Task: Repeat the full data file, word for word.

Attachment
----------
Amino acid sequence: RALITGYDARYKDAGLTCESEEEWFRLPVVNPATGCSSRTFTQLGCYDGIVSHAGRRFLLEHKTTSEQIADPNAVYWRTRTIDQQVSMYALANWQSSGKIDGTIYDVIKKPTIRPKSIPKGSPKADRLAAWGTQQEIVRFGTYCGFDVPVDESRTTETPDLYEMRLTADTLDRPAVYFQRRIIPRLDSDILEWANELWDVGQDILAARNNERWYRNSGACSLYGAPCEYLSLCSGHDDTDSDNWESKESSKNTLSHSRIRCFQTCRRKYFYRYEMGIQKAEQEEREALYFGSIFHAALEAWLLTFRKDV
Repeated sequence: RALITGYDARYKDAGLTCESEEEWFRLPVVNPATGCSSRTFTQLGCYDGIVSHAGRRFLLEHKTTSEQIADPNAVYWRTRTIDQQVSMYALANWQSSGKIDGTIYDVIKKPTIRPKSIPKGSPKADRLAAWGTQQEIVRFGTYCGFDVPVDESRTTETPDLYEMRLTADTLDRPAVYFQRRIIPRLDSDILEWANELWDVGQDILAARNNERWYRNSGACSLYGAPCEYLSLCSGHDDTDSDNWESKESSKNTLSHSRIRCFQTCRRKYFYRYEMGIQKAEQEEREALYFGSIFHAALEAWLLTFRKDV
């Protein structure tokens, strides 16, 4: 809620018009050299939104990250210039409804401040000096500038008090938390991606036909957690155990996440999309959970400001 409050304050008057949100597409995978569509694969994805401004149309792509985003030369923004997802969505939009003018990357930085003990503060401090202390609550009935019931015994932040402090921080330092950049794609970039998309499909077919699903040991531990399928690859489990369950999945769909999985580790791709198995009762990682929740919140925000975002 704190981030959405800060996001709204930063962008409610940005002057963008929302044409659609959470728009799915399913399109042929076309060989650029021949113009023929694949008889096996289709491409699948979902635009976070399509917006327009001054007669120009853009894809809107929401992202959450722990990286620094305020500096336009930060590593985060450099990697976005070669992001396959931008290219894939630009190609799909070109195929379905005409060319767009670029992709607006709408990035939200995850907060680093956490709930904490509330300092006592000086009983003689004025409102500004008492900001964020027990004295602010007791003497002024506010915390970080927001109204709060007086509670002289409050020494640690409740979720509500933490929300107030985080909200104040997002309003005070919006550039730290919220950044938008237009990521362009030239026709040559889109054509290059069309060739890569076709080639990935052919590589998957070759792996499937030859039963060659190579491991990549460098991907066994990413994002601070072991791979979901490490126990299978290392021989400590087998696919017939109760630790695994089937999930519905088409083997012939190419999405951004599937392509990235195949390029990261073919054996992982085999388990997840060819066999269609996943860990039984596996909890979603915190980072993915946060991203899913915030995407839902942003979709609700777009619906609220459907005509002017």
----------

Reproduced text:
Amino acid sequence: RALITGYDARYKDAGLTCESEEEWFRLPVVNPATGCSSRTFTQLGCYDGIVSHAGRRFLLEHKTTSEQIADPNAVYWRTRTIDQQVSMYALANWQSSGKIDGTIYDVIKKPTIRPKSIPKGSPKADRLAAWGTQQEIVRFGTYCGFDVPVDESRTTETPDLYEMRLTADTLDRPAVYFQRRIIPRLDSDILEWANELWDVGQDILAARNNERWYRNSGACSLYGAPCEYLSLCSGHDDTDSDNWESKESSKNTLSHSRIRCFQTCRRKYFYRYEMGIQKAEQEEREALYFGSIFHAALEAWLLTFRKDV
Repeated sequence: RALITGYDARYKDAGLTCESEEEWFRLPVVNPATGCSSRTFTQLGCYDGIVSHAGRRFLLEHKTTSEQIADPNAVYWRTRTIDQQVSMYALANWQSSGKIDGTIYDVIKKPTIRPKSIPKGSPKADRLAAWGTQQEIVRFGTYCGFDVPVDESRTTETPDLYEMRLTADTLDRPAVYFQRRIIPRLDSDILEWANELWDVGQDILAARNNERWYRNSGACSLYGAPCEYLSLCSGHDDTDSDNWESKESSKNTLSHSRIRCFQTCRRKYFYRYEMGIQKAEQEEREALYFGSIFHAALEAWLLTFRKDV
């Protein structure tokens, strides 16, 4: 809620018009050299939104990250210039409804401040000096500038008090938390991606036909957690155990996440999309959970400001 409050304050008057949100597409995978569509694969994805401004149309792509985003030369923004997802969505939009003018990357930085003990503060401090202390609550009935019931015994932040402090921080330092950049794609970039998309499909077919699903040991531990399928690859489990369950999945769909999985580790791709198995009762990682929740919140925000975002 704190981030959405800060996001709204930063962008409610940005002057963008929302044409659609959470728009799915399913399109042929076309060989650029021949113009023929694949008889096996289709491409699948979902635009976070399509917006327009001054007669120009853009894809809107929401992202959450722990990286620094305020500096336009930060590593985060450099990697976005070669992001396959931008290219894939630009190609799909070109195929379905005409060319767009670029992709607006709408990035939200995850907060680093956490709930904490509330300092006592000086009983003689004025409102500004008492900001964020027990004295602010007791003497002024506010915390970080927001109204709060007086509670002289409050020494640690409740979720509500933490929300107030985080909200104040997002309003005070919006550039730290919220950044938008237009990521362009030239026709040559889109054509290059069309060739890569076709080639990935052919590589998957070759792996499937030859039963060659190579491991990549460098991907066994990413994002601070072991791979979901490490126990299978290392021989400590087998696919017939109760630790695994089937999930519905088409083997012939190419999405951004599937392509990235195949390029990261073919054996992982085999388990997840060819066999269609996943860990039984596996909890979603915190980072993915946060991203899913915030995407839902942003979709609700777009619906609220459907005509002017």